05. Jack McDevitt (10)

McDevitt is another story-teller. I very nearly read only one McDevitt, starting and ending with The Engines of God, which is a book in the Academy series which didn’t do anything for me. But I had A Talent for War, also, and read it and liked it. I went ahead with the belated sequel to it and it turned into a sort of comfy, cozy SF-archaeological-mystery series which seems to have run its course but was really enjoyable, overall. I also was surprised to enjoy Eternity Road. I’m not usually a fan of post-apocalyptic tales but that one was captivating. His first novel (of first contact), The Hercules Text, is even better. I’ve only read that in its revised version but the original is now in the Pile.

04. Allen Steele (10)

Another space-based story-teller. His debut novel, Orbital Decay, is probably still his masterpiece, along with Sex and Violence in Zero-G. The latter is a collection of stories set in the same Near Space universe as that debut novel and its sequels. Steele is now probably most famous for his Coyote series but, other than reading the start of it in the magazines and some later stories in various places and diving into Hex (glorious BDO but unfortunately with small dumb characters) I haven’t read it (it’s in the Pile).

03. Charles Sheffield (11)

An English science guy who came to America, took up SF writing, and married fellow SF writer Nancy Kress. Between the Strokes of Night (original version; haven’t read the revised one) is a “cosmogony opera” and one of my all-time favorite books and The Compleat McAndrew (sequence of stories about a brilliant scientist zipping through the solar system) is right near it. He’s written many books only slightly above or below “okay” but when he’s good, he’s among the best.

02. Bruce Sterling (14)

Another one of my very favorites and the greatest cyberpunk. His debut novel is still(!) in the Pile and I lost track of him after 2009 as he’s become relatively scarce but every novel and collection from 1980 to 1999 (with one caveat) is essential. From the next decade, I only really enjoyed The Zenith Angle, though Zeitgeist has its points and Visionary in Residence might be a great collection except in comparison with the first three. The caveat is The Difference Engine. This was a hugely important book in the history of steampunk and unites the biggest names in cyberpunk but I was very unimpressed (and haven’t enjoyed the steampunk movement either). But enough of that – for some highlights of the early period, his 80s neo-space-operatic Shaper/Mechanist stories (found in Crystal Express) and his novel in that universe (Schismatrix, which can also be found together with the stories in Schismatrix Plus) are fantastic. His first three collections (Crystal Express, Globalhead, and A Good Old-Fashioned Future) are indispensable, up there with early Zelazny, Tiptree, and Varley collections. He not only engages with high-tech near-future reality as his forte but he’s a stylist of the finest sort – everything is stamped with Sterling qualities but reads with Crystalline clarity and Express speed.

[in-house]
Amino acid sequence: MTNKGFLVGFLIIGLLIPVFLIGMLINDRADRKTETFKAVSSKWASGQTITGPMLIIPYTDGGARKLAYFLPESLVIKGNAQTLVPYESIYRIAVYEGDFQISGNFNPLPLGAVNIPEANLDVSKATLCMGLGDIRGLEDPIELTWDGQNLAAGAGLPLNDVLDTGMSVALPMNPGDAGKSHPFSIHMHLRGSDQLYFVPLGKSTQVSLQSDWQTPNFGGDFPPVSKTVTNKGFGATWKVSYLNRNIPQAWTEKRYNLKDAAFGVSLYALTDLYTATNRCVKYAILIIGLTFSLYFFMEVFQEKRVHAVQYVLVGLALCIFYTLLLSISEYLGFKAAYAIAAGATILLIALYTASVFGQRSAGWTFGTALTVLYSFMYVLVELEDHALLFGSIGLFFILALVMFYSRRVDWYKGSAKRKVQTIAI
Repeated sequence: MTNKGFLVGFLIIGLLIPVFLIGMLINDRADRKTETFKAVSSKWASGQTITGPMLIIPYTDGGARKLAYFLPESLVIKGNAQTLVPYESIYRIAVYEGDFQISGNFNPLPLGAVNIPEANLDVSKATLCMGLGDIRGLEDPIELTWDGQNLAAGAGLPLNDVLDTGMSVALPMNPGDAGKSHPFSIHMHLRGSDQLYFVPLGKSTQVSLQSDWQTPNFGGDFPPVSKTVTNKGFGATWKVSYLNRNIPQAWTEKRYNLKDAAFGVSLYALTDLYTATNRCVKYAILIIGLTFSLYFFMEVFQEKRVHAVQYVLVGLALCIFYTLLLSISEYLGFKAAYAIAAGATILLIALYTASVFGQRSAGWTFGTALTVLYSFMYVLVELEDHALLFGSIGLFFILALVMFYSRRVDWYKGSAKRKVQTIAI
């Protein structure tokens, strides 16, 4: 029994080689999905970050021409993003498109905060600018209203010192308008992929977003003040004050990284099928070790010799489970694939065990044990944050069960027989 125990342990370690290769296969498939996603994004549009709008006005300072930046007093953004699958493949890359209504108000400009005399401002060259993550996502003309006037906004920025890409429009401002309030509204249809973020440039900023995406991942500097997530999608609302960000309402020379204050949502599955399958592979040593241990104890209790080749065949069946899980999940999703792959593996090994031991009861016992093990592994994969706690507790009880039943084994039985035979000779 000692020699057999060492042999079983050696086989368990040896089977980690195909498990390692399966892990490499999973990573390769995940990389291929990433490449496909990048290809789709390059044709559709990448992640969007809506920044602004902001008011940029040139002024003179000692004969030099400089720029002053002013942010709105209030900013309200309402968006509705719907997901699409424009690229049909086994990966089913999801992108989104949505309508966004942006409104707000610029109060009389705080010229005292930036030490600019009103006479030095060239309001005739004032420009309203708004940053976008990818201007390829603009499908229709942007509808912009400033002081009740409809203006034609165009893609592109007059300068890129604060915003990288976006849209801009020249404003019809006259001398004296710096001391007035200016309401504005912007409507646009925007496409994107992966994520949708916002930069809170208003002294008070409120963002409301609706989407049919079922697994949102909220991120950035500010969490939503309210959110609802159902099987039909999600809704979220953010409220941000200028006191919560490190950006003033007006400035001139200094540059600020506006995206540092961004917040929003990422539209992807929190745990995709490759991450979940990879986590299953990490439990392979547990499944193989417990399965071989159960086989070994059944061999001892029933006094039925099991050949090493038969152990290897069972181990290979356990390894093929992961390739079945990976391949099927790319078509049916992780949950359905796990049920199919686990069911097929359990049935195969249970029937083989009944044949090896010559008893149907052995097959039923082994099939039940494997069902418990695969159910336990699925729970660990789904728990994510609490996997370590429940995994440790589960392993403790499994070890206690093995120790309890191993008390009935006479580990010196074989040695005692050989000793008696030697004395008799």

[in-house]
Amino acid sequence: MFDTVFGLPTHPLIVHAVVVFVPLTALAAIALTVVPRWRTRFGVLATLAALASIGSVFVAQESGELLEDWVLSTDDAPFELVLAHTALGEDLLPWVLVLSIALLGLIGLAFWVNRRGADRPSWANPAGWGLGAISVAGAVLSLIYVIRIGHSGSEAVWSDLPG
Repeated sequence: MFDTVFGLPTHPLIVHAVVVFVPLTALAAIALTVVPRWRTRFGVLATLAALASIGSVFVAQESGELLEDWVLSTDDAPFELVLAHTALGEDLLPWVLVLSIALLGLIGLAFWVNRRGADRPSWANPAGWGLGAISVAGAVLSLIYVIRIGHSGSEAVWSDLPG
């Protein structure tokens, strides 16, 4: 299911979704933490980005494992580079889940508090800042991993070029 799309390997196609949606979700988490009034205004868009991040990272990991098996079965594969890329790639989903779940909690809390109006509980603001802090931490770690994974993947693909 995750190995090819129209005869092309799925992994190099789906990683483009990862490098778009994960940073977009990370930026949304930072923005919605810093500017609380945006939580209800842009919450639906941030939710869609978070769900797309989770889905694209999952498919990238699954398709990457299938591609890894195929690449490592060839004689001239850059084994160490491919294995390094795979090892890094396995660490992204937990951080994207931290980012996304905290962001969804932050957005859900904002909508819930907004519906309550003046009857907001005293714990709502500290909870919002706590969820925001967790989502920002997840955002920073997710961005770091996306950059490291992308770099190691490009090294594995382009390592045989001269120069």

01. Jack Campbell (15)

Mmm…kay. This is weird. Jack Campbell (whom I first met as John G. Hemry in the pages of Analog) shows at #1 because he wrote a fifteen-book series (the Lost Fleet/Stars series, built out of two and a half sub-series of Lost Fleet, Lost Fleet: Beyond the Frontier, and Lost Stars) and I bought and devoured the whole thing. Gigantic series of best-selling military space opera are not generally my thing but Campbell’s mixing of hard SF elements into wild-eyed space opera and his solidly centrist and sensible military, political, and social textures (which address 9/11, infinite war, becoming one’s own enemy, etc.) really sold me, along with his meticulously described space battles. Granted, it starts shaky and has some awkwardness in character interactions throughout but the things were just compulsively readable. He’s the only author on this list with nothing in the Pile, as I read everything the minute I bought it. He’s not up there with the likes of Egan and Sterling, but he delivers good clean honest entertainment that I enjoyed a lot.